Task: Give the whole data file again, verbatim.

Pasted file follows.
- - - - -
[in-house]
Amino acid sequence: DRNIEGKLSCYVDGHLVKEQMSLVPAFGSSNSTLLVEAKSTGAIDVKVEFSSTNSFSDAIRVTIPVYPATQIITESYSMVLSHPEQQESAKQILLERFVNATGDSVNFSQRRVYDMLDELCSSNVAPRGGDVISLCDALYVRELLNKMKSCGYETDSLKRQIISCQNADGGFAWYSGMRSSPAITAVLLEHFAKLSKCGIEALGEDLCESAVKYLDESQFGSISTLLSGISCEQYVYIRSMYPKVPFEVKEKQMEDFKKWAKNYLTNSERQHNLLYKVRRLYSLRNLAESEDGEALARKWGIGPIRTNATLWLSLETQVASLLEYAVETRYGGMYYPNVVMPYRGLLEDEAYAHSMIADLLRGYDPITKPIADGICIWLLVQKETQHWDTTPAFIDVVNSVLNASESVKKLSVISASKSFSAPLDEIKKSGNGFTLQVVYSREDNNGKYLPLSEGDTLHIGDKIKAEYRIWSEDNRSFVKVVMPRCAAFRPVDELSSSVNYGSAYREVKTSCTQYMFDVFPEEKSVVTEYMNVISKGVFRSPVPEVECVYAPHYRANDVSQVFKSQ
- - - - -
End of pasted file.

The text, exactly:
[in-house]
Amino acid sequence: DRNIEGKLSCYVDGHLVKEQMSLVPAFGSSNSTLLVEAKSTGAIDVKVEFSSTNSFSDAIRVTIPVYPATQIITESYSMVLSHPEQQESAKQILLERFVNATGDSVNFSQRRVYDMLDELCSSNVAPRGGDVISLCDALYVRELLNKMKSCGYETDSLKRQIISCQNADGGFAWYSGMRSSPAITAVLLEHFAKLSKCGIEALGEDLCESAVKYLDESQFGSISTLLSGISCEQYVYIRSMYPKVPFEVKEKQMEDFKKWAKNYLTNSERQHNLLYKVRRLYSLRNLAESEDGEALARKWGIGPIRTNATLWLSLETQVASLLEYAVETRYGGMYYPNVVMPYRGLLEDEAYAHSMIADLLRGYDPITKPIADGICIWLLVQKETQHWDTTPAFIDVVNSVLNASESVKKLSVISASKSFSAPLDEIKKSGNGFTLQVVYSREDNNGKYLPLSEGDTLHIGDKIKAEYRIWSEDNRSFVKVVMPRCAAFRPVDELSSSVNYGSAYREVKTSCTQYMFDVFPEEKSVVTEYMNVISKGVFRSPVPEVECVYAPHYRANDVSQVFKSQ